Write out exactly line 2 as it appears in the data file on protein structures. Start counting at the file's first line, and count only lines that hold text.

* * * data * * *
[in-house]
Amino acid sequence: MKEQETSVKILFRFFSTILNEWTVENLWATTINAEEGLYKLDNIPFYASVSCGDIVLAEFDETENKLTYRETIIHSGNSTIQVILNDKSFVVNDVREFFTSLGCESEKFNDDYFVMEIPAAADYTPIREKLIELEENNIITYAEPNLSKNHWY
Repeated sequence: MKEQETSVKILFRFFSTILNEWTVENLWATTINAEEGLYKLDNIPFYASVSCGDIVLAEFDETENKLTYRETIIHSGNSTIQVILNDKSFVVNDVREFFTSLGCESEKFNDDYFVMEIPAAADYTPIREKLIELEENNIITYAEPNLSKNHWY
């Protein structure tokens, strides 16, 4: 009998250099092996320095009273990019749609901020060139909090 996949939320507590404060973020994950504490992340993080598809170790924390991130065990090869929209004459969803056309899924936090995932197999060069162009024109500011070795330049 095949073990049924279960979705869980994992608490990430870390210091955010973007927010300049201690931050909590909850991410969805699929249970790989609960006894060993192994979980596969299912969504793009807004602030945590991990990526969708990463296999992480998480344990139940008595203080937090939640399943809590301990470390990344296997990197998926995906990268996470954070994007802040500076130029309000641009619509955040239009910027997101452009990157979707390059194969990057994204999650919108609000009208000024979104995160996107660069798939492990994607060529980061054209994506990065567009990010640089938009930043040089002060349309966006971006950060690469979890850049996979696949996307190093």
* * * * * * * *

Amino acid sequence: MKEQETSVKILFRFFSTILNEWTVENLWATTINAEEGLYKLDNIPFYASVSCGDIVLAEFDETENKLTYRETIIHSGNSTIQVILNDKSFVVNDVREFFTSLGCESEKFNDDYFVMEIPAAADYTPIREKLIELEENNIITYAEPNLSKNHWY